I’m intrigued by the idea of his civic seminary. There is certainly something to be said for the structure of the essays and the use of quotes to frame each argument. With a little tweaking, I feel like there’s a great professional development for civic educators in here somewhere. At the end of the day, we are the missionaries and proselytizers for American democracy. But social studies teachers don’t receive a lot of preparation for that role. Reading this book is a good start.

Liu’s politics do come through pretty clearly in the book, so I’m not sure how likely you would be to use chapters from this in your class. There are certainly some passages that could be useful, but you’ll have to pay close attention to how you frame things. I think the real value here is in helping you, the teacher, reflect on American democracy and then think about how you can create appropriate learning opportunities for your students to do the same.

Final Thoughts on Become America

I thoroughly enjoyed the book, and I found it very thought provoking. This will go on my list of things to read a second time, possibly as an audio book.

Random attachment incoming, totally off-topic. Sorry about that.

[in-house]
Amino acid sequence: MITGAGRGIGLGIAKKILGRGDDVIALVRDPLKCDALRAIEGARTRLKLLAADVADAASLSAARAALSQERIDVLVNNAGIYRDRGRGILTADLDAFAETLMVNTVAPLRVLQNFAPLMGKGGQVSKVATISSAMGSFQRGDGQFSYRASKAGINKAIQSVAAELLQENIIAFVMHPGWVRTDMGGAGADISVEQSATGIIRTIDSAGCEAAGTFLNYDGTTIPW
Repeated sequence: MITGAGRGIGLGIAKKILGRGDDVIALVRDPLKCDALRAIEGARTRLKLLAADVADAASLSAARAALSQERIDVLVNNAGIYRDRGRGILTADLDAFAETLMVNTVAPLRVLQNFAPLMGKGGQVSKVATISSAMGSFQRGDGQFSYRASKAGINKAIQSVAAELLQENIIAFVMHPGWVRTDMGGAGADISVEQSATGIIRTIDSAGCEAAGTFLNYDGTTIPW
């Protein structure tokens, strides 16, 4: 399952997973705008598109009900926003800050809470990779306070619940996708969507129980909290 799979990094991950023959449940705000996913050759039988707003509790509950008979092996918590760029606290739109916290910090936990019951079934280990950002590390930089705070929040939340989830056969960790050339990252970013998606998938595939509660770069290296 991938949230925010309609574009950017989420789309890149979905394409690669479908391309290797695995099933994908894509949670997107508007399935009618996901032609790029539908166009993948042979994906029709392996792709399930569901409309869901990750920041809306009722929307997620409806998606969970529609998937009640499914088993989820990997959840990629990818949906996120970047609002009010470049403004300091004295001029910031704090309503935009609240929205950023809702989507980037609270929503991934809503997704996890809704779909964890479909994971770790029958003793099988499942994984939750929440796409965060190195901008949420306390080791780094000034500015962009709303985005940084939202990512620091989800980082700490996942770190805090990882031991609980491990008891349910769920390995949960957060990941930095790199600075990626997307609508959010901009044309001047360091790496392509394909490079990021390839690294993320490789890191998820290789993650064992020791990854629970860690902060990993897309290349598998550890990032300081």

Reflecting after a first reading, I feel a certain vagueness – no doubt due to the meandering nature of the collection. But I have a very clear feeling of appreciation and gratitude. I enjoyed reading it, and I feel better for having done so.

You can head over to Amazon and pick up a copy of Become America: Civic Sermons on Love, Responsibility, and Democracy. It’s also available as an audiobook, and you can get this book free when you start a free trial of Audible.

Have you read Become America, or do you have plans to? I’d love to hear what you thought. Drop a comment below, or head over to the Facebook page.

Next up on my reading list is No Citizen Left Behind by Meira Levison. It’s a book about the civic empowerment gap, and I picked it up after it was referenced in Flunking Democracy. I’ll share some thoughts about the book in a couple of weeks, so subscribe to our newsletter if you want to hear about it.